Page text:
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Is the Metaverse a threat?

Human beings have had a poor track record of predicting future technological advancements. In recent years predictions of autonomous vehicles and the ratio of electric cars are behind schedule. In sci-fi, human beings were expected to have much superior propulsion technology compared to what we have now. But our space travel has disappointed nearly all science fiction written in decades past. To think, Star Trek wrote about cryogenic space travel happening in the 1990s, the Botany Bay. Alien likewise had human space travel as far more advanced. In contrast, these science fiction classics whiffed on how intelligent and capable computer technology would be in the future. They could fathom facetime calls, artificial intelligence, but they could not predict the size, speed, and sophistication of such advancements. Is the metaverse merely another human attempt to predict future technology?

Venture capitalist Matthew Ball defines it as:

The Metaverse is a massively scaled and interoperable network of real-time rendered 3D virtual worlds which can be experienced synchronously and persistently by an effectively unlimited number of users, and with continuity of data, such as identity, history, entitlements, objects, communications, and payments.


Editor’s Note: This article is inspired by The Gospel Coalition’s attempt to navigate this issue. They give the following as examples of forerunners to the metaverse

  • FOX’s Alter Ego features musical artists performing as digital avatars for the show’s judges. Contestants explain that physical appearance or social anxiety previously hindered them, but using an avatar allows them to be real. In the metaverse, people will have digital identities they may prioritize over their physical identity.
  • Niantic’s Pokémon Go allows players to use phone cameras to see AR Pokémon and capture them. In the future, people may use AR glasses to simulate offices and hangouts with friends.
  • Travis Scott put on a live concert within Fortnite, where players could participate, dance, and move across worlds. More than 30 million people participated, making it bigger than the Super Bowl halftime show. In the future, people may expect or even prefer virtual venues as the place to experience live events.
  • Apple’s facial recognition software uses infrared to analyze 30,000 points on your face. This is what allows you to make animojis and memojis, which accurately render your facial expressions in real time. In the metaverse, people’s digital avatars will seamlessly reflect their actual facial expression, creating a simulacrum of authentic personal presence.
  • Playstation 5’s controllers have revolutionary haptic technology, which enable game-makers to create eerily realistic physical sensations. In the future, haptic gloves will give you the ability to feel a digital handshake, hold a digital mug, or slap a digital high five.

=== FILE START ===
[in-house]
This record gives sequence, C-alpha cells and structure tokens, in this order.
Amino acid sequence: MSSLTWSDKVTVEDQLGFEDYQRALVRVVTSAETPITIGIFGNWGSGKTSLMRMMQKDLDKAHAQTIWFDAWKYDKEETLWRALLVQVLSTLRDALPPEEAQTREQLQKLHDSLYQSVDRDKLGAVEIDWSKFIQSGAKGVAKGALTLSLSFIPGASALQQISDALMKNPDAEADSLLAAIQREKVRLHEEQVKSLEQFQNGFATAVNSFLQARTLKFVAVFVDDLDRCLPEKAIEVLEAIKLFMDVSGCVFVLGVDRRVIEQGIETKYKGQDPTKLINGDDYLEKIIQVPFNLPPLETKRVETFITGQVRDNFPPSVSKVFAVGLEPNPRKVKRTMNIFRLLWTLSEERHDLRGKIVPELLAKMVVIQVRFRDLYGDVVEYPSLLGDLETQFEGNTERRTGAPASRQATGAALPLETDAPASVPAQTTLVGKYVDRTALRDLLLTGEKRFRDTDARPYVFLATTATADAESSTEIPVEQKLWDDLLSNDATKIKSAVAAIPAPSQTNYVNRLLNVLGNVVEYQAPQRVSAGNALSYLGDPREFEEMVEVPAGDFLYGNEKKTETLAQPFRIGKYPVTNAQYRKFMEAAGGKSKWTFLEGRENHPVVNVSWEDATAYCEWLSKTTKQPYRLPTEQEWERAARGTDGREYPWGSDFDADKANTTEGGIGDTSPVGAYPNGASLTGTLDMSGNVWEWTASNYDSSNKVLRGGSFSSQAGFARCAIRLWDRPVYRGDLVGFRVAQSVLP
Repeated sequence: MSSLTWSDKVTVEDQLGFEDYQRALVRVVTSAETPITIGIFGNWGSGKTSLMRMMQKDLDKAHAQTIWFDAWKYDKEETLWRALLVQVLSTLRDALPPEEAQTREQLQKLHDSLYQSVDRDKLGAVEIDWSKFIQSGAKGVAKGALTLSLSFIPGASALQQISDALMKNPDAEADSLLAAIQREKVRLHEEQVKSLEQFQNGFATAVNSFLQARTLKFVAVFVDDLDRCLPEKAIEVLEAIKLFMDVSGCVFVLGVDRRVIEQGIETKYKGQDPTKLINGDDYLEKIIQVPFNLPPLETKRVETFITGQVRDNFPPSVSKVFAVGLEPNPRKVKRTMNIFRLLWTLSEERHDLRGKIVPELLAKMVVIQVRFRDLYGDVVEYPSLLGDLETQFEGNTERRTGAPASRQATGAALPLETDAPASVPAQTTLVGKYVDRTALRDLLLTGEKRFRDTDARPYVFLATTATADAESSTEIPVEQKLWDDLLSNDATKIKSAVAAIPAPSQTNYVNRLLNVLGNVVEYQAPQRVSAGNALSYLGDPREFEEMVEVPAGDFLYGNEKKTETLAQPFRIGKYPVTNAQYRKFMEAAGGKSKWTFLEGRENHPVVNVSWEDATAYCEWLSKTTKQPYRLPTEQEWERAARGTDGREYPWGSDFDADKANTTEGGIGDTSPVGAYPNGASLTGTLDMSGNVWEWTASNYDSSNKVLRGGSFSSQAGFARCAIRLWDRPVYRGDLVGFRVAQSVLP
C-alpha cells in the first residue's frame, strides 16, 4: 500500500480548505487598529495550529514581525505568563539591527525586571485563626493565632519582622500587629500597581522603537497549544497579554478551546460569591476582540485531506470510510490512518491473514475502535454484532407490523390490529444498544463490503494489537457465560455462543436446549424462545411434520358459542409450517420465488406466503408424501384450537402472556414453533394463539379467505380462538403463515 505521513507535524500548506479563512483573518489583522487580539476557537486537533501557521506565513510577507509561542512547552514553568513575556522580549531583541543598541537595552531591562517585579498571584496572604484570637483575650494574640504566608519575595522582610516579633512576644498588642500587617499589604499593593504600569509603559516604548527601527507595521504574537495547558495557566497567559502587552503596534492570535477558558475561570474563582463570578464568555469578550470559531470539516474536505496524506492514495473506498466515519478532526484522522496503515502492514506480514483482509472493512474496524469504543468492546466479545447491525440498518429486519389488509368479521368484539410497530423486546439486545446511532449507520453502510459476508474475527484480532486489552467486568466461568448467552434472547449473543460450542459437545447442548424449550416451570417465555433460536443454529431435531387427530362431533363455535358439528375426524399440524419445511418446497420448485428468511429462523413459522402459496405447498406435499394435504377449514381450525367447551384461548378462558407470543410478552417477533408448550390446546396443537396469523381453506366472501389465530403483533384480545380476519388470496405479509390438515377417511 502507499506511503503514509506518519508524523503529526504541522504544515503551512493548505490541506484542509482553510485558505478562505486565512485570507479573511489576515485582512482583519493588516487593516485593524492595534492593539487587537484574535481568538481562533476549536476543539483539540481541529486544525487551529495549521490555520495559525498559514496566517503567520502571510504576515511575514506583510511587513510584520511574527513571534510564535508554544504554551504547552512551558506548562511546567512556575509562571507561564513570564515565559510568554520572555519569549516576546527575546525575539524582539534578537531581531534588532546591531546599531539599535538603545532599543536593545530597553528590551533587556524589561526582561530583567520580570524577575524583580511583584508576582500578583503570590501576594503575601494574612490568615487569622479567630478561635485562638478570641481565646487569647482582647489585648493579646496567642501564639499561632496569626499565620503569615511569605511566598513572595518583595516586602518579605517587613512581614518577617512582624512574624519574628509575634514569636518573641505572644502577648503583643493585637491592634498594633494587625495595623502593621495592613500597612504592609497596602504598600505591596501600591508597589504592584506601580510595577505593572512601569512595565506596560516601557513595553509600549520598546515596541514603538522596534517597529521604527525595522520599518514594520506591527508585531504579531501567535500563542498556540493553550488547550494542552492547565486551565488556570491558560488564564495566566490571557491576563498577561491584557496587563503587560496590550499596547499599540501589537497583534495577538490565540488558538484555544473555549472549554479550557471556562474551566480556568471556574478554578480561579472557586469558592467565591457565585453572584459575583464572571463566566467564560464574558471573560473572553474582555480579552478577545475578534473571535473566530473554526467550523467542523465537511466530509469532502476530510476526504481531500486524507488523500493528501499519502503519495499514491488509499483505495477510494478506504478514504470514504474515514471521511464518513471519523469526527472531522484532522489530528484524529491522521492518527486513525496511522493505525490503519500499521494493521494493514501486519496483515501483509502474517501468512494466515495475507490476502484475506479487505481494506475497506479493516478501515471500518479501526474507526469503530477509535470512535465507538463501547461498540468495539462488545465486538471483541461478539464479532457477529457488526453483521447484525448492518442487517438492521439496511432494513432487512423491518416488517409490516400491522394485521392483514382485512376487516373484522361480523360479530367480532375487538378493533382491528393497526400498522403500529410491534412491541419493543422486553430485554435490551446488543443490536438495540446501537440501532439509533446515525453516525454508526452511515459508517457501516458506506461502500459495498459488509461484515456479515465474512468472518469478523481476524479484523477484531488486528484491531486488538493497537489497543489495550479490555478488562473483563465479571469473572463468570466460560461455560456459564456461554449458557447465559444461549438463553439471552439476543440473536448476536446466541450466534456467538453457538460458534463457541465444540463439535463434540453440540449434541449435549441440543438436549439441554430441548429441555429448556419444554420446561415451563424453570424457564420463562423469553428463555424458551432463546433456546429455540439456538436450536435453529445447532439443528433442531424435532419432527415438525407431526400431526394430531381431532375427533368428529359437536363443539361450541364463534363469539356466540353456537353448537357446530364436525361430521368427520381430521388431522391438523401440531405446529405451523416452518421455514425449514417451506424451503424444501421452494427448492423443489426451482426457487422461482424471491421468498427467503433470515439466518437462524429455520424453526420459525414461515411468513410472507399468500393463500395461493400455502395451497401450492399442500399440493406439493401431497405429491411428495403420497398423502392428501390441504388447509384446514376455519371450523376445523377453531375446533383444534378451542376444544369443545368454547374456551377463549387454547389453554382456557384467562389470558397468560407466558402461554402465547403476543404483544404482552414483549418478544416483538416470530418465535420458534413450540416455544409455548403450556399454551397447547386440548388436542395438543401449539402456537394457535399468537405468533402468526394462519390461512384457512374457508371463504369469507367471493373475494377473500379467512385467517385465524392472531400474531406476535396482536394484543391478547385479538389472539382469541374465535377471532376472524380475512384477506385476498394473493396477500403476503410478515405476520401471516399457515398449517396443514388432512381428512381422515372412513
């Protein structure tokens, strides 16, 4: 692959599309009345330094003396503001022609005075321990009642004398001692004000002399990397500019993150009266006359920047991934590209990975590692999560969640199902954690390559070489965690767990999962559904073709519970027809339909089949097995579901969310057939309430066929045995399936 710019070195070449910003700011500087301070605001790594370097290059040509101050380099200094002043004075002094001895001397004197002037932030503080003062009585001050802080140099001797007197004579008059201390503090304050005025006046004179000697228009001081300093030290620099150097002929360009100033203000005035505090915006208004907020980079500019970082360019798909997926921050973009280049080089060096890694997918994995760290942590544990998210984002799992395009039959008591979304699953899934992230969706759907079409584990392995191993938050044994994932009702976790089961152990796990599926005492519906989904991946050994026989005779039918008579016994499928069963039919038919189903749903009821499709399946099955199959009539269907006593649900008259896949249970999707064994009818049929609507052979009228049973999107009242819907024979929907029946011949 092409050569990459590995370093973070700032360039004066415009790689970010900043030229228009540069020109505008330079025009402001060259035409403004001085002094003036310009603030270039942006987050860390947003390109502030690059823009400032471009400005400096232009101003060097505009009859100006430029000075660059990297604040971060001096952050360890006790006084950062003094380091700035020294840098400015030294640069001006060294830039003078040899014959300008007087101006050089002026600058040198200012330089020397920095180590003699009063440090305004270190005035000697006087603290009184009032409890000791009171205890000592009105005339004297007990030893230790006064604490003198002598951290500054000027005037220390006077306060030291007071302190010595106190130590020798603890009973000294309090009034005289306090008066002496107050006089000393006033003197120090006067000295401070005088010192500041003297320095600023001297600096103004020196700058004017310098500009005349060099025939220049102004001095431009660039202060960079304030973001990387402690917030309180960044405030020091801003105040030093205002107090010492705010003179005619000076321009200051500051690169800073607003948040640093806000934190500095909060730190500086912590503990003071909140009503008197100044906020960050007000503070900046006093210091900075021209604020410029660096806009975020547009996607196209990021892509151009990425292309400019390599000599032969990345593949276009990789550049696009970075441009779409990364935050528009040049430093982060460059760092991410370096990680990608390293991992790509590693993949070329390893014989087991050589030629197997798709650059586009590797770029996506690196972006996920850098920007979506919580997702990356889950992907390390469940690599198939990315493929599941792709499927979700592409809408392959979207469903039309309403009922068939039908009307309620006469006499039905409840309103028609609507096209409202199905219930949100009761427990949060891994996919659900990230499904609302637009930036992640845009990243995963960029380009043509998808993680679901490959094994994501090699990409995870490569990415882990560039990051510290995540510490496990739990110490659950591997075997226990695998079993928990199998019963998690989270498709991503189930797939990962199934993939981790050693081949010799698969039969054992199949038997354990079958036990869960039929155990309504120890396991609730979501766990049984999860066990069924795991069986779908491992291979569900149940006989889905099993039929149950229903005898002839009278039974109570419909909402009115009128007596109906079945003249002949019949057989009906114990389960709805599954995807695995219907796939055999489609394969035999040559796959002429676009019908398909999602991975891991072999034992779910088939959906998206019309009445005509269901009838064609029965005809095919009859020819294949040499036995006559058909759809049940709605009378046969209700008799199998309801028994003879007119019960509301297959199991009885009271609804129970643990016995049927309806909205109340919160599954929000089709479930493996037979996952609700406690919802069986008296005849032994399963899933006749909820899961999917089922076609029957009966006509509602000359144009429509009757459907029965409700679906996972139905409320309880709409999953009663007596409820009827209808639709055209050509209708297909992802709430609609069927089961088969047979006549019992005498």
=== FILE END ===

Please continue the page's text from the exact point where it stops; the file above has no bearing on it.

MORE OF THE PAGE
• Microsoft’s PlayFab and Amazon’s GameLift use AI to host and matchmake gamers seeking a multiplayer experience. This keeps games fun, because you only compete with similarly skilled players. In the metaverse, matchmaking services might use AI-powered personality testing to create digital friend groups based on shared interests.
  • NFTs (non-fungible tokens) allow you to own a discrete piece of digital property. In the metaverse, people will buy digital designer products, wearing them or using them across platforms in VR, or even in the real world via AR. Put on your AR glasses and a person or place becomes a living, moving piece of art (or advertisement).
  • Microsoft’s latest Flight Simulator contains over 2.5 million gigabytes of data, because Microsoft mapped the real world and built it into the game. It has 2 trillion unique trees, and 1.5 billion unique buildings. The simulator matches real-world activity, including weather (some people flew into a hurricane just to check it out). This is called a “mirror world,” and in the future people might use these digital assets to design buildings for real-world construction or digital use only. You could buy a hyper-realistic digital property in which you live, interact, or go on mini-vacations.

Most of these are fads or, in the case of a flight simulator, a good product. But the gist is that we will have a virtual self that goes into a virtual world that is interconnected with our physical selves and physical world. 

The Dominion Mandate

God commands us to be fruitful and multiply (Genesis 1:28). This does not compute with living for a virtual reality. However, this issue is not new. The same people that struggle with the dominion mandate in face of video games will also struggle with the metaverse, but all in all the dystopian mantra, “you will own nothing, and you will like it.” is ever present in the metaverse. With companies like Facebook getting behind this concept, the corporate push for the metaverse may alienate many from joining it as we have an increasingly polarized society.

It’s difficult to tell what will substantially change with the metaverse, as human nature will remain constant. But with humanity’s poor record of anticipating advancements, this may be little more than an expensive fad that corporations are buying into.

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One Response

  1. Mark Zuckerberg always looks like he’s being forced to do what he’s doing. I can’t get around that. Just look at him, doesn’t he look like he believes what he’s saying?

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